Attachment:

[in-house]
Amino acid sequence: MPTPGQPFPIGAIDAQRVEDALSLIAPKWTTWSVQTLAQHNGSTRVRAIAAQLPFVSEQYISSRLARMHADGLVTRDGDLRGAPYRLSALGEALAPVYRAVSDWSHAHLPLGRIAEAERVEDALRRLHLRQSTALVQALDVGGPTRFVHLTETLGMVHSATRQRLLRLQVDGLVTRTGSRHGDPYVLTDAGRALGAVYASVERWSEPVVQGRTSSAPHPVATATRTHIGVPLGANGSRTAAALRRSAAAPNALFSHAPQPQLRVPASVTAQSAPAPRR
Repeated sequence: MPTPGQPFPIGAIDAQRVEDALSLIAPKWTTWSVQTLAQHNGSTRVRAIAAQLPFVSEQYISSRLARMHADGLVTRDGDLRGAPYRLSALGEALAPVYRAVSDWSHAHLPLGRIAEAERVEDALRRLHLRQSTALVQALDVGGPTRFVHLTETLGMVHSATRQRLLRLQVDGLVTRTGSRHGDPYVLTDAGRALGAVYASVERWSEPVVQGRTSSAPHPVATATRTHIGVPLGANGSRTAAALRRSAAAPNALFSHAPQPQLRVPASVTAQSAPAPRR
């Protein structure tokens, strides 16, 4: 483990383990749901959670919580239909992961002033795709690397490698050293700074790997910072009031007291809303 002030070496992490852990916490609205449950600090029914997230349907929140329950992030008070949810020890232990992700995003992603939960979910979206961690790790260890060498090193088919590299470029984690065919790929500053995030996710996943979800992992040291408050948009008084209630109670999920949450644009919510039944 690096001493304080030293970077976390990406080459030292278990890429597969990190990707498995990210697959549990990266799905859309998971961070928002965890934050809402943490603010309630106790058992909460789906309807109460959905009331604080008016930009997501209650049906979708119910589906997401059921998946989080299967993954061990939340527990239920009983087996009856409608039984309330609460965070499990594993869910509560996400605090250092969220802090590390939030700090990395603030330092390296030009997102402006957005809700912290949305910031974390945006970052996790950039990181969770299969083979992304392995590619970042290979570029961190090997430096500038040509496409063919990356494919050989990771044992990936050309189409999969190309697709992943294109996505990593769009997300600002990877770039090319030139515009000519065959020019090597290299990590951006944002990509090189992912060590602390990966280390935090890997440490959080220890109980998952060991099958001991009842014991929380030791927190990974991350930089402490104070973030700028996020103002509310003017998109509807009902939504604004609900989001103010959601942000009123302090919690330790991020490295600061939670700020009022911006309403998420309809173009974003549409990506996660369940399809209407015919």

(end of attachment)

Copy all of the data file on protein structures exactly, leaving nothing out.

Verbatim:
[in-house]
Amino acid sequence: MPTPGQPFPIGAIDAQRVEDALSLIAPKWTTWSVQTLAQHNGSTRVRAIAAQLPFVSEQYISSRLARMHADGLVTRDGDLRGAPYRLSALGEALAPVYRAVSDWSHAHLPLGRIAEAERVEDALRRLHLRQSTALVQALDVGGPTRFVHLTETLGMVHSATRQRLLRLQVDGLVTRTGSRHGDPYVLTDAGRALGAVYASVERWSEPVVQGRTSSAPHPVATATRTHIGVPLGANGSRTAAALRRSAAAPNALFSHAPQPQLRVPASVTAQSAPAPRR
Repeated sequence: MPTPGQPFPIGAIDAQRVEDALSLIAPKWTTWSVQTLAQHNGSTRVRAIAAQLPFVSEQYISSRLARMHADGLVTRDGDLRGAPYRLSALGEALAPVYRAVSDWSHAHLPLGRIAEAERVEDALRRLHLRQSTALVQALDVGGPTRFVHLTETLGMVHSATRQRLLRLQVDGLVTRTGSRHGDPYVLTDAGRALGAVYASVERWSEPVVQGRTSSAPHPVATATRTHIGVPLGANGSRTAAALRRSAAAPNALFSHAPQPQLRVPASVTAQSAPAPRR
């Protein structure tokens, strides 16, 4: 483990383990749901959670919580239909992961002033795709690397490698050293700074790997910072009031007291809303 002030070496992490852990916490609205449950600090029914997230349907929140329950992030008070949810020890232990992700995003992603939960979910979206961690790790260890060498090193088919590299470029984690065919790929500053995030996710996943979800992992040291408050948009008084209630109670999920949450644009919510039944 690096001493304080030293970077976390990406080459030292278990890429597969990190990707498995990210697959549990990266799905859309998971961070928002965890934050809402943490603010309630106790058992909460789906309807109460959905009331604080008016930009997501209650049906979708119910589906997401059921998946989080299967993954061990939340527990239920009983087996009856409608039984309330609460965070499990594993869910509560996400605090250092969220802090590390939030700090990395603030330092390296030009997102402006957005809700912290949305910031974390945006970052996790950039990181969770299969083979992304392995590619970042290979570029961190090997430096500038040509496409063919990356494919050989990771044992990936050309189409999969190309697709992943294109996505990593769009997300600002990877770039090319030139515009000519065959020019090597290299990590951006944002990509090189992912060590602390990966280390935090890997440490959080220890109980998952060991099958001991009842014991929380030791927190990974991350930089402490104070973030700028996020103002509310003017998109509807009902939504604004609900989001103010959601942000009123302090919690330790991020490295600061939670700020009022911006309403998420309809173009974003549409990506996660369940399809209407015919």